In 198O, I met Mr Saidi outside South Africa House, located on the edge of Trafalgar Square, after attending a Commonwealth Editors Conference at Marlborough House, London. He flew back to Lusaka later but never indicated to me that he planned to relocate ‘beck’ home (to Zim) at the time.

Upon my return to Ndola I met him outside Times Newspapers offices and since it was around 10 hours, the time we often held our morning editorial conferences that he co-chaired with Mr Naphy Nyalugwe, the Editor-In-Chief in Lusaka, I asked him if he was taking a day off.

He startled me when he said, “I have resigned am going back home. I can no longer work with some of these dubious characters in this place (the company).”

I came to learn later that he and some company’s general manager could not agree on a variety of editorialcompany policy issues.

Frankly speaking, his sudden departure had a telling effect on the morale of most junior staff in the Editorial Department.

He was a terrific role model who helped maintain high professional standards.

In fact his departure triggered an exodus of Zimbabweans who had been working for the company from as far back as the early 1960s.

Those who had been hiding behind fake names openly started to opens proclaim that they were not Zambians after all and were going home because Mugabe, who became Prime Minister, replacing Ian Smith, had restored peace in the country of their birth.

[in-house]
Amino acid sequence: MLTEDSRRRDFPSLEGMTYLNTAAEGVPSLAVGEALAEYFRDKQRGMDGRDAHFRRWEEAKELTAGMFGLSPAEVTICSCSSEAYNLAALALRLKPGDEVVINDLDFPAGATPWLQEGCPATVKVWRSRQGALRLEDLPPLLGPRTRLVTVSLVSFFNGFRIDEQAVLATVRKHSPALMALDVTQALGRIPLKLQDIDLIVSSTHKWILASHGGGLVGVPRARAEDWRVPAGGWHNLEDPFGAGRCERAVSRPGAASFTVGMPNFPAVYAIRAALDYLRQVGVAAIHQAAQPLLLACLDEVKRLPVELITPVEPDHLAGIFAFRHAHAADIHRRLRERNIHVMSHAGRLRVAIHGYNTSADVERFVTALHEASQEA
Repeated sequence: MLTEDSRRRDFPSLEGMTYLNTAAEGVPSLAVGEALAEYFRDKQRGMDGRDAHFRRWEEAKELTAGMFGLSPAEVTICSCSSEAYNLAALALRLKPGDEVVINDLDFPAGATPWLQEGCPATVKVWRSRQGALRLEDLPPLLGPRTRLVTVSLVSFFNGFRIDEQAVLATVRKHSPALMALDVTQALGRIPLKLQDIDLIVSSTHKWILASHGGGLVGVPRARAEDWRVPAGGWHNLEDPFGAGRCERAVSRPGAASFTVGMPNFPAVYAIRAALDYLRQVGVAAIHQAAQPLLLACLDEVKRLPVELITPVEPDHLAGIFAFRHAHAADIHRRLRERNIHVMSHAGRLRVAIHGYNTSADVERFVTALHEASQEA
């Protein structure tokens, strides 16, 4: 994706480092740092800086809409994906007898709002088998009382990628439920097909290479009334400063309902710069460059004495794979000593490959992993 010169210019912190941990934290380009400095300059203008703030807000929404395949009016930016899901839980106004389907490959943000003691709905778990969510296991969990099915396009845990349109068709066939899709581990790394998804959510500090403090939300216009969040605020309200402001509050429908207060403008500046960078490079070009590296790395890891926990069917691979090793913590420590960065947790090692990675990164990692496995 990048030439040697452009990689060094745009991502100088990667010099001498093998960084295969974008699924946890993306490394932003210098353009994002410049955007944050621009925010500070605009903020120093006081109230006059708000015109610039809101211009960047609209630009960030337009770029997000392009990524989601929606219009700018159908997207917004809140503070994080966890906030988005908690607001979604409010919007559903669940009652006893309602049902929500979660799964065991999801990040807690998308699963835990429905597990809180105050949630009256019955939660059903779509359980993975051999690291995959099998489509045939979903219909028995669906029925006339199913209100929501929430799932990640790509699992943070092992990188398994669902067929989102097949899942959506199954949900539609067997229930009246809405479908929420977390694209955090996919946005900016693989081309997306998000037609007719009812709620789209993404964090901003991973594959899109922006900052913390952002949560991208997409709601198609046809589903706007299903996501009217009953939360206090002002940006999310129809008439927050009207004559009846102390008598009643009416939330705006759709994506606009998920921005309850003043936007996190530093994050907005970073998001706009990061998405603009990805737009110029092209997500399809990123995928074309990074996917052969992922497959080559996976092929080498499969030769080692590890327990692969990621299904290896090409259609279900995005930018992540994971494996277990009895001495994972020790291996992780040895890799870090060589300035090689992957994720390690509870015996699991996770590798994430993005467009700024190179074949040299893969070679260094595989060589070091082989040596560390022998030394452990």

It is true Zimbabwe’s independence altered the whole Southern African political landscape.

And who could blame the exiles for doing what they did? Armed to the teeth, the Smith regime was determined to cling on to power despite condemnation by the international community.

Following the 1979 successful Commonwealth Heads of State and Government Leaders Conference at which President Kaunda, former Australian Prime Minister Malcolm Fraser and former Nigerian head of state Olusegun Obasanjo persuaded former British Prime Minister ‘Iron Lady’ Margaret Thatcher to see the writing on the wall, the former British colony of Southern Rhodesia’s freedom no longer looked in doubt.